Thursday, December 23, 2010

Two paragraphs on 1 Timothy 2:12

From chapter 9 of my second Paul volume:
However, I also believe that the popular interpretation of this verse is also slightly mistaken. Its most popular use is to argue against women in ministry—at least women ministering to adult men or taking senior leadership in a church. But the words for “woman” (gynē) and “man” (anēr) here can also mean “wife” and “husband.” In fact, they usually do have this meaning when the two words are used in close proximity. Given the general assumption of 1 Timothy that women need to be married (because a single woman is prone to be a gossip and a busybody—5:13), this verse surely assumes that the woman in question is married. Also, the Adam/Eve relationship and the significance of childbearing are an intrinsic part of the argument that follows (2:13-15). So a much more accurate translation would be, “A wife should learn quietly with complete submission. I don’t allow a wife to teach or to control her husband. Instead, she should be a quiet listener” (CEB).

What we have in these verses is thus not an argument against women in ministry, but a reiteration of the need for the woman to submit to the authority of her husband, as in the household codes of Ephesians 5:22 and Colossians 3:18. Since in 1 Corinthians 11 Paul sees no contradiction whatsoever between husband headship and women participating fully in the prophetic life of the church, 1 Timothy 2:12 does not address the issue of women in ministry at all. It addresses the apparent need for social order within the early church in relation to husbands and wives, particularly in the worship setting. We can imagine that house churches created interesting social conflicts in the relationships between women and men, since women normally directed the private activities of the home. [1] But Christian worship made the private domain of the home a public domain of worship, and we can perceive Paul’s writings wrestling with the kinds of tensions this situation created.

[1] It is not exactly accurate to say that men were the head of the home in the ancient world. They were generally the head of the household, but in general, women directed the activities of the private home and men conducted public activities outside the home. Cf. the picture of the virtuous wife in Proverbs 31.


::athada:: said...

Although it's not a direct comparison w/ the Biblical world, one need only to look at how people live in the majority world to get a closer glimpse (a post-WWII industrial mindset is a relatively new thing under the sun). In Africa, women do more of the farm work, child-raising, cooking, etc, and earn a fraction of the money. My Bolivian host mom explained to me that the death of a father is certainly sad for the family, but the death of a mother signifies a true passing of an era - children feel much more lost without their mum.

Historically, it seems men too often are leaders in squandering the family wealth on parties where men enjoy the alcohol and meat, while the women and kids eat the scraps from the table. Thank God for women - focused on the family since 4004 B.C.!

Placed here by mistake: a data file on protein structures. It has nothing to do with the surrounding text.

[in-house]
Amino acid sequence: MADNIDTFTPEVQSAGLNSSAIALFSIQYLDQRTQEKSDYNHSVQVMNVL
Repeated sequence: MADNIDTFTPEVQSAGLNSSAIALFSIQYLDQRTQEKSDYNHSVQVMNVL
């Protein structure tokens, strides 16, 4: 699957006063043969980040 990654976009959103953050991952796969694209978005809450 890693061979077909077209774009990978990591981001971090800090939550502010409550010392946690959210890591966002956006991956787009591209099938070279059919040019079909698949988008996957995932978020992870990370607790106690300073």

J. W. Watkins said...

Is it not also reasonable that a distinction needs to be made between 1) a woman who prophesizes (preaches) such as Philip's daughters, and Acts 2 allows; and 2) a woman who would serve administratively, in essence becoming the head?
The blurring of roles(function) between male and female seems to be of interest to God.
Such a distinction would give room for those passages that clearly give women the right to preach without turning the scriptures into a rubric cube in order to keep it from saying what it so obviously is saying regarding the role of men in the ministry and church.

Ken Schenck said...

As far as I can tell, the headship issue is strictly a matter of husbands and wives, not of all women with all men. Of course I also consider the husband-wife structure to be ancient-cultural, since there is no reason to absolutize this structure in terms of nature or the intrinsic abilities of women and men. It's a cultural thing.

JohnM said...

"No reason to absolutize this structure..". Could you be presenting somewhat of a faulty dilemma?

Tom 1st said...

Is the public/private dichotomy one that existed in first cent. Roman culture?

Ken Schenck said...

John, I was trying to kill two birds with one stone. One the one hand, if I'm not able to convince someone that we should follow the commonsense rule of collaborative leadership in the home (with the one with the greater wisdom/knowledge being listened to by the other, both cooperating with the goal of making the best decision for all involved and looking more to each other's interests than their own), I would at least like to convince that the Bible, as the ancient world, did not treat male leadership as absolute. In other words, when a Deborah comes along, they let her lead. If I can win this much, then whenever a woman clearly gifted to lead comes along, we will let her (e.g., Joanne Lyon in my denomination). If I can't win a person over on theory, I can accomplish almost as much if I win them over on exception. ;-)

Ken Schenck said...

Tom 1st, I'm not using those words in any technical sense. I basically mean, "within the confines of a house" and "in relations with those outside the house."